Checks find hospital a fire risk

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THE Angau Memorial Hospital in Lae lacks basic preventative measures and equipment to protect assets and lives during a fire.
Many health workers and administration staff interviewed during fire safety check, admitted that they did not have any idea as to how to use fire extinguishers.
Lae Fire Services commander Superintendent Bal Kenna led his 20 officers in a fire safety and emergency check with the hospital quality assurance officer Steven Nawik yesterday.
Notable were wards without emergency exits, like the intensive care unit (ICU), accident and emergency unit, special care infant nursery, operating theatre, surgical and acute wards.
Kenna said according to the Building Board Act and management rules, it was paramount to have in place fire safety and prevention measures during emergencies to protect human lives and assets to minimise the risks.
Similarly, the trainings to enrich staff in respective units on how to use fire extinguishers and how to rescue patients and move them to safer assembly areas were crucial in such government institutions that dealt with people’s lives.
The hospital has 56 sections with 550 workers.
Kenna said there was no water booster, lack of stand-alone Millcock pumps or water hydrants within the square perimeter of the hospital, no emergency direction signs and emergency assembly area or emergency direction signs.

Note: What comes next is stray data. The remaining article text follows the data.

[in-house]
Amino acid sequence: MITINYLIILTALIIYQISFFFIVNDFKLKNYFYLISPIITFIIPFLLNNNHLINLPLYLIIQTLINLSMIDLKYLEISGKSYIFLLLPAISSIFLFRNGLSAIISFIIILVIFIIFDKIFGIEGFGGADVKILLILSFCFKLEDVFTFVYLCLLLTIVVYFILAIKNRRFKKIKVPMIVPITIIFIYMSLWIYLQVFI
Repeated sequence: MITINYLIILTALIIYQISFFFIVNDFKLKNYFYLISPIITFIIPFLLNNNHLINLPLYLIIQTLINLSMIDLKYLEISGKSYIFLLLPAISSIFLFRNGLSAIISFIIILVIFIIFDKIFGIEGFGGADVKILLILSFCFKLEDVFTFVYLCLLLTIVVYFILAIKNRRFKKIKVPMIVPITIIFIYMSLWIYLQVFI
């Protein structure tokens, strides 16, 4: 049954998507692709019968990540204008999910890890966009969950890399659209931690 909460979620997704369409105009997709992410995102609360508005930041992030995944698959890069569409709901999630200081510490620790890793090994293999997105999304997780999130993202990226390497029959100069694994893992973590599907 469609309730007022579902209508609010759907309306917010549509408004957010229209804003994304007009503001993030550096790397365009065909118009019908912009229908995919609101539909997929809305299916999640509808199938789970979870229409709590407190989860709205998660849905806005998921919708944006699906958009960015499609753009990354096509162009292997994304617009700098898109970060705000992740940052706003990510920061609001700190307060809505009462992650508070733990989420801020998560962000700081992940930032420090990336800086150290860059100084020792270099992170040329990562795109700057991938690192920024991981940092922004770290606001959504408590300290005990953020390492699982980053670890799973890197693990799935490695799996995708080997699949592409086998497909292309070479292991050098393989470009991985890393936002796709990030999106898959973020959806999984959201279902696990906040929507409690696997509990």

“Although there were main fire indication systems, the one located at the Gware Wing and two at the newly built wards, they were not linked to a central coordination centre that could indicate which particular unit or building was under threat of fire,” Kenna said.
“It is crucial to include the installation of fire-fighting equipment at an initial stage of planning before building of such institutions.”
Kenna advised Nawik to provide the hospital’s site map and building plot plans to ensure they identified apt locations to install necessary equipment.
Nawik said the critical units included ICU, emergency unit, surgical and acute and special care nursery. “Also the possible fire-hazard buildings are the deteriorating two cancer wards and tuberculosis ward,” Nawik said.
Nawik said he would provide a detailed report to hospital chief executive Dr Christopher Kenyhercz who was abroad.

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